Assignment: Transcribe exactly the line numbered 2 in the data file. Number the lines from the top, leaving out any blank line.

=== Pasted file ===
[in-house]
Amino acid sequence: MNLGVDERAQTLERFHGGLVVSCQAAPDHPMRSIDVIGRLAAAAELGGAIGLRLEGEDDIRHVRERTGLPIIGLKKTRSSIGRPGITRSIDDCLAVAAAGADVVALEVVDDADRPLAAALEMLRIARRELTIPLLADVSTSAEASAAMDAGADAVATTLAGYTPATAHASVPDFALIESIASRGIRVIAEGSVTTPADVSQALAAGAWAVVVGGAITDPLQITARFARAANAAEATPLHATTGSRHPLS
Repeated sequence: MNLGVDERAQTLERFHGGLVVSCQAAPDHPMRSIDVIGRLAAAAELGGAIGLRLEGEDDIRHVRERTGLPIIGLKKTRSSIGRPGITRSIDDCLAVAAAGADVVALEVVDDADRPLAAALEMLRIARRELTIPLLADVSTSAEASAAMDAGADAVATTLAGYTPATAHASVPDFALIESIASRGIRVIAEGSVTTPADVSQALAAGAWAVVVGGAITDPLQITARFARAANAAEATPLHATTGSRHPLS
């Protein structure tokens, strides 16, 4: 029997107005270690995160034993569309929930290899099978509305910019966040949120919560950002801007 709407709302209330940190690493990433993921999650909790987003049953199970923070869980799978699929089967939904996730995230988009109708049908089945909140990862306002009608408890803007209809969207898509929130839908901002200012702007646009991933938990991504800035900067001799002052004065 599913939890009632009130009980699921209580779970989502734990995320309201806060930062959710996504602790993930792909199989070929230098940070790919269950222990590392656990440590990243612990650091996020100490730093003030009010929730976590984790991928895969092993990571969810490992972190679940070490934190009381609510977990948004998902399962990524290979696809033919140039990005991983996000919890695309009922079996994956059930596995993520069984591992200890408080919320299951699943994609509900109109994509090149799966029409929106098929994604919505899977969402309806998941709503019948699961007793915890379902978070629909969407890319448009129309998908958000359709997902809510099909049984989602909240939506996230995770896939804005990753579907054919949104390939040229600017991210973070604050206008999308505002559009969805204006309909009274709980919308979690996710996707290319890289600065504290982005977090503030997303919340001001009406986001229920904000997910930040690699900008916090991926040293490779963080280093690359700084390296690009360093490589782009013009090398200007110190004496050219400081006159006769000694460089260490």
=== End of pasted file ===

Amino acid sequence: MNLGVDERAQTLERFHGGLVVSCQAAPDHPMRSIDVIGRLAAAAELGGAIGLRLEGEDDIRHVRERTGLPIIGLKKTRSSIGRPGITRSIDDCLAVAAAGADVVALEVVDDADRPLAAALEMLRIARRELTIPLLADVSTSAEASAAMDAGADAVATTLAGYTPATAHASVPDFALIESIASRGIRVIAEGSVTTPADVSQALAAGAWAVVVGGAITDPLQITARFARAANAAEATPLHATTGSRHPLS